Monday June 03, 2019
Movie Review: Frances Ferguson (2019)
“Frances Ferguson” is the type of movie that gets buzz during a film festival but none afterwards.
It’s a deadpan indie comedy about a woman in a dead-end town with an obvious character defect, and the point of the movie eventually becomes overcoming that defect. But it’s not funny enough or clever enough; and the defect is part of the reason for the buzz: She’s deadpan, unengaged, unfeeling. For a certain type of moviegoer, deadpan is almost a political/sociological stance—a proper response to a corrupt world—but to me it’s the sad, adolescent cousin of cool. I want to say: Move on; grow up.
Writer-director Bob Byington seems destined to make these kinds of things: people who aren’t engaging with the world realizing maybe they should engage with the world. Cf., “Somebody Up There Likes Me” and “7 Chinese Bros.”
Frances (Kaley Wheless) lives in Point Bluff, Nebraska with a loser husband, Nick (Byington staple Keith Poulson, hair perpetually dangling over one eye), and a 4-year old daughter, Parfait, with a learning disability. She and Nick are uncommunicative. The first time we see him, he’s sitting in their car, parked on a side street, masturbating. It lets us know they’re no longer having sex, etc., but to me it raises this point: Who the hell does this? Is there no locked bathroom? No closet he can use?
Do we ever find out his job, by the way? His career? Anything other than this sad fact? She, anyway, is a substitute teacher at the local high school. We see her nervous before taking over a French class, trying to remember what little French she knows, before being informed that it’s actually a biology class. “Merde,” she mutters. Good bit.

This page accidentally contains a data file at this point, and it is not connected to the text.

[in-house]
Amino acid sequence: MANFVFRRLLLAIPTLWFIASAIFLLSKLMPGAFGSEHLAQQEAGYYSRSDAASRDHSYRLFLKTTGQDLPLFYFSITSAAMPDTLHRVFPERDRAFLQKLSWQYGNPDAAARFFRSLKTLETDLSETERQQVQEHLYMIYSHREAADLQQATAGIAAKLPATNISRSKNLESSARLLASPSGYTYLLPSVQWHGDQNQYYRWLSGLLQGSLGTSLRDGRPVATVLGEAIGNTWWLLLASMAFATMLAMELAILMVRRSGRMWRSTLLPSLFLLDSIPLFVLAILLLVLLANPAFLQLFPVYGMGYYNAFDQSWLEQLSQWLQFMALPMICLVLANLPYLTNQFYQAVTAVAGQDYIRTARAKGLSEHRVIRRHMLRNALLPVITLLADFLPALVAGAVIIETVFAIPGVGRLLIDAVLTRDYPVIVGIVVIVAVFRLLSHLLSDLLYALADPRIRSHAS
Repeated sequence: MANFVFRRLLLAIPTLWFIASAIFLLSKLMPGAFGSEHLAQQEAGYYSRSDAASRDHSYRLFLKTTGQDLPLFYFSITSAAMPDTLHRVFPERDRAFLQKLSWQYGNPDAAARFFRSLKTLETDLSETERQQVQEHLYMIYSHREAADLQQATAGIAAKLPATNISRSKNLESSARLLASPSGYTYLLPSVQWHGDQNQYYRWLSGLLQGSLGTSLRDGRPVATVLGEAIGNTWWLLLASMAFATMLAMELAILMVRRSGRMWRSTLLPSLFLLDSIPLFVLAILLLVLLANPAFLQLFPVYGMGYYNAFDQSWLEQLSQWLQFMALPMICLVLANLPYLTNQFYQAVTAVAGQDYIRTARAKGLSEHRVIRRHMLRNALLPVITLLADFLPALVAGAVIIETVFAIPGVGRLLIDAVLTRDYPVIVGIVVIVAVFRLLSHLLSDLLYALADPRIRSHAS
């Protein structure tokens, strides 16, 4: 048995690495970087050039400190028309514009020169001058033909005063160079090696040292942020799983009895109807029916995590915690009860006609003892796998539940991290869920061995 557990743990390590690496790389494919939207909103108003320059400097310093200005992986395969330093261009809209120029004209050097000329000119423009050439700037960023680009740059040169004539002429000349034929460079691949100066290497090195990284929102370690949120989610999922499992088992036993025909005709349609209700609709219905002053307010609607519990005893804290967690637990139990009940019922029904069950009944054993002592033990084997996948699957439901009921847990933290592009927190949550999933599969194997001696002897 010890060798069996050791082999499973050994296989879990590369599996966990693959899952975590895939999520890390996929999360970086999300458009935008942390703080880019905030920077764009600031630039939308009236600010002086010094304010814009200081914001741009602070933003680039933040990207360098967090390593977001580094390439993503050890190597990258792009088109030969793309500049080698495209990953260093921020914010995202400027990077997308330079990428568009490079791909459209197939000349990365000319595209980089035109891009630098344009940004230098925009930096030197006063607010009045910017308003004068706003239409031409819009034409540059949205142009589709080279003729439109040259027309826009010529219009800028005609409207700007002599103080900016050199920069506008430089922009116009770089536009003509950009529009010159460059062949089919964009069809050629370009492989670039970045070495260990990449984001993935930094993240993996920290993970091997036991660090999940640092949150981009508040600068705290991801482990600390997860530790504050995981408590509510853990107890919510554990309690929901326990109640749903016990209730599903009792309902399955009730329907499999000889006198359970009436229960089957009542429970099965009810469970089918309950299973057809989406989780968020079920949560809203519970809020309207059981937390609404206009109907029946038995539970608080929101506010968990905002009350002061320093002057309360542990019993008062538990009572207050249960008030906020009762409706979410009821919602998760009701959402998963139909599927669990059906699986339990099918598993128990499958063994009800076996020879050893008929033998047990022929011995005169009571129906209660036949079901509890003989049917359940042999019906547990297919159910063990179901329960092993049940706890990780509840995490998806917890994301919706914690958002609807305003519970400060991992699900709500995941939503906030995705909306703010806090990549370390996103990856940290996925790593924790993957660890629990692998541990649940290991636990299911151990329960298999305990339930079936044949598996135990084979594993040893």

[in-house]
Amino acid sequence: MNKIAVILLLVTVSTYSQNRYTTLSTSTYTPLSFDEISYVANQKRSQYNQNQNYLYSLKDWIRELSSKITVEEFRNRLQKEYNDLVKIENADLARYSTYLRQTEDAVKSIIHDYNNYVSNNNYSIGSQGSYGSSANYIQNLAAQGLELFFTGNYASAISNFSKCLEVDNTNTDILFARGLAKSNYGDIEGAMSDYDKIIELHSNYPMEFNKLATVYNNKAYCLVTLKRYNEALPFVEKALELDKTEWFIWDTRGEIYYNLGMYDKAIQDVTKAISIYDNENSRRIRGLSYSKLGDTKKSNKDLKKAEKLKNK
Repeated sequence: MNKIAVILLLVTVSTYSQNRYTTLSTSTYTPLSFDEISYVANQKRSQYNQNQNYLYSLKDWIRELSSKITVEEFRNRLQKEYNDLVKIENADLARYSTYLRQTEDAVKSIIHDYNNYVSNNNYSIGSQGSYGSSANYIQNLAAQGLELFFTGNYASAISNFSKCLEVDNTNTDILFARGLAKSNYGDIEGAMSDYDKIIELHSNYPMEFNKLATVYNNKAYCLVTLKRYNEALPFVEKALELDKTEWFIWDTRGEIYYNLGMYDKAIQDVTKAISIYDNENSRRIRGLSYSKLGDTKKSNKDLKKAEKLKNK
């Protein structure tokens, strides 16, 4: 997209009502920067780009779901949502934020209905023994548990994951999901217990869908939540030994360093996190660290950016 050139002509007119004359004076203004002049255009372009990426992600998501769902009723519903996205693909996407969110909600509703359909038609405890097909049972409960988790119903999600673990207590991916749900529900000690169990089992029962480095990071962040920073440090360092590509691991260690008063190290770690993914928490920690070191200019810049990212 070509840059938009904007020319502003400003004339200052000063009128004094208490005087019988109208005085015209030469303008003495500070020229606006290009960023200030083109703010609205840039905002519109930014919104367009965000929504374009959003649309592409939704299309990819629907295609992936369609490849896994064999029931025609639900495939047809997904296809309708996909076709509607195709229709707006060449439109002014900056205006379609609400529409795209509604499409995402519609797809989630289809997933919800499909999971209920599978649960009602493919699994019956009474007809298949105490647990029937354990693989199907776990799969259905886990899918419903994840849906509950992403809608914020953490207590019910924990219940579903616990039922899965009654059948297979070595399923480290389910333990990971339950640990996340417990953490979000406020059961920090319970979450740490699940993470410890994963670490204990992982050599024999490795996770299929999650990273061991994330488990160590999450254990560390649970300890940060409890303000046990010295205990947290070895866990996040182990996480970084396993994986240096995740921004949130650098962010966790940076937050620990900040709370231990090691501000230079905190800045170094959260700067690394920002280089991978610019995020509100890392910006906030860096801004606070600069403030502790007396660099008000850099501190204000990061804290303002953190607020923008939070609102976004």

It’s in this biology class that she first contemplates the act that propels the rest of the movie—having sex with a hunky student, Jake (Jake French). Because she’s bored? Self-destructive? Because it’s a biology class? She’s certainly no pro at having an affair. Here’s where she tells her student to meet her in this small town where everyone knows everyone:
- at a grocery store, while she’s shopping with her husband
- at a laundromat, where she wears her old cheerleading outfit
- at a motel
That’s where she’s busted. Is this what she wanted? She’s not saying and neither is the narrator, Nick Offerman, master of the deadpan delivery. She’s sentenced to prison, divorces her husband via online dispute resolution, is paroled, goes through therapy, meets good, bad and ugly people, and begins, maybe, to come out of her shell. That’s the movie. It ends arbitrarily—during a date with Martin Starr, Gilfoyle from “Silicon Valley.” (Yes, this thing is like a deadpan Hall of Fame.)
Why does she maybe begin to come out of her shell? My friend Vinny thought she realized how much her mother screwed her up, and she doesn’t want to do the same to her daughter. Except her mother doesn’t seem that horrible. Frances actually seems worse.
The last time
I saw it at the Seattle International Film Festival, and there was a Q&A afterwards with the star, Wheless, and Byington. One filmgoer asked about a recurring device in the narration: Whenever a character is about to leave the movie, Offerman tells us so: “This is the last time you’ll see Nick.” “This is the last time you’ll see Jake.”
I liked this bit a lot, and Byington talked about how it grew organically: from one character, to the others, to, finally, and why not, Frances. These are the movie’s last words: “This is the last time you’ll see Frances.”
Byington said he hoped moviegoers would feel a little sad at hearing this line; at seeing her go. Trouble was, I wasn’t. I was a bit surprised—because of the arbitrariness of the end—but sad? No. There wasn’t enough there there. The movie is called “Frances Ferguson” but I never knew Frances Ferguson; I just knew the stare and the stance.